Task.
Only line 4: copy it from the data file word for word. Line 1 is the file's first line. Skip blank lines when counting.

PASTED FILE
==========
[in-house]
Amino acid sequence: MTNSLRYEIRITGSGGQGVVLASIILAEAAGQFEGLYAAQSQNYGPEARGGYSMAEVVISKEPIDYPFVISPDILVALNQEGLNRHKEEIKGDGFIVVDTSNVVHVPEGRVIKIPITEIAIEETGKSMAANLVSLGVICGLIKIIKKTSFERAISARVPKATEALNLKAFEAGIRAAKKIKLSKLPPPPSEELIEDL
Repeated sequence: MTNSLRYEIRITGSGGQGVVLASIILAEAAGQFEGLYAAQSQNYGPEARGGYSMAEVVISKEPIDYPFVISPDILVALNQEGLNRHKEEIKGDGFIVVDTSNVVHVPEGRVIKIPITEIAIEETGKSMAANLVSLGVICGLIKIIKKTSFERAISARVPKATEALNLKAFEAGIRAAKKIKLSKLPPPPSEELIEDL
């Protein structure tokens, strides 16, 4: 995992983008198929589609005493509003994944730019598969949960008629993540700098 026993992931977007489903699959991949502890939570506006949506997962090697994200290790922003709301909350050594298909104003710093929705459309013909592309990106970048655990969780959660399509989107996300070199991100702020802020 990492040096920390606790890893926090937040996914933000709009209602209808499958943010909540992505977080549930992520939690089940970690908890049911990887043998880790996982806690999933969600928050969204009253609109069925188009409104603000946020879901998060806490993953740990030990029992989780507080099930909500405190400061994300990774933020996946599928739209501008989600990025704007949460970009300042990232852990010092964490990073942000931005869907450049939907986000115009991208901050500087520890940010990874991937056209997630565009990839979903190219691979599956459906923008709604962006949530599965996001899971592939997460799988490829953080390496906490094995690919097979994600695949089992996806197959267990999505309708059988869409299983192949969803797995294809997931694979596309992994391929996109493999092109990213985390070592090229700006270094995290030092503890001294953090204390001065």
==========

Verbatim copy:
């Protein structure tokens, strides 16, 4: 995992983008198929589609005493509003994944730019598969949960008629993540700098 026993992931977007489903699959991949502890939570506006949506997962090697994200290790922003709301909350050594298909104003710093929705459309013909592309990106970048655990969780959660399509989107996300070199991100702020802020 990492040096920390606790890893926090937040996914933000709009209602209808499958943010909540992505977080549930992520939690089940970690908890049911990887043998880790996982806690999933969600928050969204009253609109069925188009409104603000946020879901998060806490993953740990030990029992989780507080099930909500405190400061994300990774933020996946599928739209501008989600990025704007949460970009300042990232852990010092964490990073942000931005869907450049939907986000115009991208901050500087520890940010990874991937056209997630565009990839979903190219691979599956459906923008709604962006949530599965996001899971592939997460799988490829953080390496906490094995690919097979994600695949089992996806197959267990999505309708059988869409299983192949969803797995294809997931694979596309992994391929996109493999092109990213985390070592090229700006270094995290030092503890001294953090204390001065």